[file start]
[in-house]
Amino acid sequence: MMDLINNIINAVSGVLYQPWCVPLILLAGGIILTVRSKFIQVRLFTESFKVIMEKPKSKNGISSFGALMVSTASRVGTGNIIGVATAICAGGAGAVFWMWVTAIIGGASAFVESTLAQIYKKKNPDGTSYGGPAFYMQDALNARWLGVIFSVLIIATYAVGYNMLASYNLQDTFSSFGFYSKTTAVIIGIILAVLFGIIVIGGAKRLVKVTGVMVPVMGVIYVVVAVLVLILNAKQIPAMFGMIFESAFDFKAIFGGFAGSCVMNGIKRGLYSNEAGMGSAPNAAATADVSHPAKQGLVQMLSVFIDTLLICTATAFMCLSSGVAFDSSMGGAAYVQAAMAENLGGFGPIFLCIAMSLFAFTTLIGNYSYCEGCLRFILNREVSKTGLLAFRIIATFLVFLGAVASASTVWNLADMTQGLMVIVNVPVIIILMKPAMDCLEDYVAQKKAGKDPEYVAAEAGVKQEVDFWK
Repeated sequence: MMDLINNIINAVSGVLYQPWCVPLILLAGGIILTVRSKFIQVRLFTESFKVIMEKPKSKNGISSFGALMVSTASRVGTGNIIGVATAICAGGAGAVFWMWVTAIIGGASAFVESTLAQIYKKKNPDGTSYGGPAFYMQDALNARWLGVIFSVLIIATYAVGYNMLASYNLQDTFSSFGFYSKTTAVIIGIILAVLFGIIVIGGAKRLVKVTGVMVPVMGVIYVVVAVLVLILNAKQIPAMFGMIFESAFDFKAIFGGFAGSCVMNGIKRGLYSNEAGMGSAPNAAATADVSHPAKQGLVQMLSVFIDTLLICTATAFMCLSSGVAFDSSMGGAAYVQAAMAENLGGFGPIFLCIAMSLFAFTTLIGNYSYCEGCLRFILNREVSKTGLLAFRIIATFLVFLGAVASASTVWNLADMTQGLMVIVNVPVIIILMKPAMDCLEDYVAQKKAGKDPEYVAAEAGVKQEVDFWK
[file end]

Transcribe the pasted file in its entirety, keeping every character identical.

[in-house]
Amino acid sequence: MMDLINNIINAVSGVLYQPWCVPLILLAGGIILTVRSKFIQVRLFTESFKVIMEKPKSKNGISSFGALMVSTASRVGTGNIIGVATAICAGGAGAVFWMWVTAIIGGASAFVESTLAQIYKKKNPDGTSYGGPAFYMQDALNARWLGVIFSVLIIATYAVGYNMLASYNLQDTFSSFGFYSKTTAVIIGIILAVLFGIIVIGGAKRLVKVTGVMVPVMGVIYVVVAVLVLILNAKQIPAMFGMIFESAFDFKAIFGGFAGSCVMNGIKRGLYSNEAGMGSAPNAAATADVSHPAKQGLVQMLSVFIDTLLICTATAFMCLSSGVAFDSSMGGAAYVQAAMAENLGGFGPIFLCIAMSLFAFTTLIGNYSYCEGCLRFILNREVSKTGLLAFRIIATFLVFLGAVASASTVWNLADMTQGLMVIVNVPVIIILMKPAMDCLEDYVAQKKAGKDPEYVAAEAGVKQEVDFWK
Repeated sequence: MMDLINNIINAVSGVLYQPWCVPLILLAGGIILTVRSKFIQVRLFTESFKVIMEKPKSKNGISSFGALMVSTASRVGTGNIIGVATAICAGGAGAVFWMWVTAIIGGASAFVESTLAQIYKKKNPDGTSYGGPAFYMQDALNARWLGVIFSVLIIATYAVGYNMLASYNLQDTFSSFGFYSKTTAVIIGIILAVLFGIIVIGGAKRLVKVTGVMVPVMGVIYVVVAVLVLILNAKQIPAMFGMIFESAFDFKAIFGGFAGSCVMNGIKRGLYSNEAGMGSAPNAAATADVSHPAKQGLVQMLSVFIDTLLICTATAFMCLSSGVAFDSSMGGAAYVQAAMAENLGGFGPIFLCIAMSLFAFTTLIGNYSYCEGCLRFILNREVSKTGLLAFRIIATFLVFLGAVASASTVWNLADMTQGLMVIVNVPVIIILMKPAMDCLEDYVAQKKAGKDPEYVAAEAGVKQEVDFWK